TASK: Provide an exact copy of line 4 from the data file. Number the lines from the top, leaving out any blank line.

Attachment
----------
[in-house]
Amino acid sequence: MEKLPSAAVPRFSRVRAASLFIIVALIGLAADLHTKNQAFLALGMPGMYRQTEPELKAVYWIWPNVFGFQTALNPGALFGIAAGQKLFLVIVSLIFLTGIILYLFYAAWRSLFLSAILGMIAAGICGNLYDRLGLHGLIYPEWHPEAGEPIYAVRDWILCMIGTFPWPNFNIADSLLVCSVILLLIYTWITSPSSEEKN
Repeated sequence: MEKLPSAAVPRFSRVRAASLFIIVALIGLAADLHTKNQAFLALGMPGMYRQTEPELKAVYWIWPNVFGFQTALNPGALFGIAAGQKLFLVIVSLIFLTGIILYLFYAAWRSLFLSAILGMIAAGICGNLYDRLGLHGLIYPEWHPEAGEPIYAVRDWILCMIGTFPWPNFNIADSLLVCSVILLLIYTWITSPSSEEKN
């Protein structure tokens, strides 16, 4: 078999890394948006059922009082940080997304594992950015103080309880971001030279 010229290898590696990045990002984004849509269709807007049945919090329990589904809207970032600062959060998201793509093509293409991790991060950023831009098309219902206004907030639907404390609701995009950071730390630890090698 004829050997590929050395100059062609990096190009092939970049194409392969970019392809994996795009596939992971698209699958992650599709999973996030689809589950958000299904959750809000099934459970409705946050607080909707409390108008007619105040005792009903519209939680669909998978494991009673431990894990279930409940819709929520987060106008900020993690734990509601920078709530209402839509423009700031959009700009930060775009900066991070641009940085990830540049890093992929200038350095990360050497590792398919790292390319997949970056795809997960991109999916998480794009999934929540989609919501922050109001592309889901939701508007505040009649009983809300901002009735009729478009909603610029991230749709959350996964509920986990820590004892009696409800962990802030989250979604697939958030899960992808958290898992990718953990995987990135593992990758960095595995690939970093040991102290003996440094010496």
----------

């Protein structure tokens, strides 16, 4: 078999890394948006059922009082940080997304594992950015103080309880971001030279 010229290898590696990045990002984004849509269709807007049945919090329990589904809207970032600062959060998201793509093509293409991790991060950023831009098309219902206004907030639907404390609701995009950071730390630890090698 004829050997590929050395100059062609990096190009092939970049194409392969970019392809994996795009596939992971698209699958992650599709999973996030689809589950958000299904959750809000099934459970409705946050607080909707409390108008007619105040005792009903519209939680669909998978494991009673431990894990279930409940819709929520987060106008900020993690734990509601920078709530209402839509423009700031959009700009930060775009900066991070641009940085990830540049890093992929200038350095990360050497590792398919790292390319997949970056795809997960991109999916998480794009999934929540989609919501922050109001592309889901939701508007505040009649009983809300901002009735009729478009909603610029991230749709959350996964509920986990820590004892009696409800962990802030989250979604697939958030899960992808958290898992990718953990995987990135593992990758960095595995690939970093040991102290003996440094010496």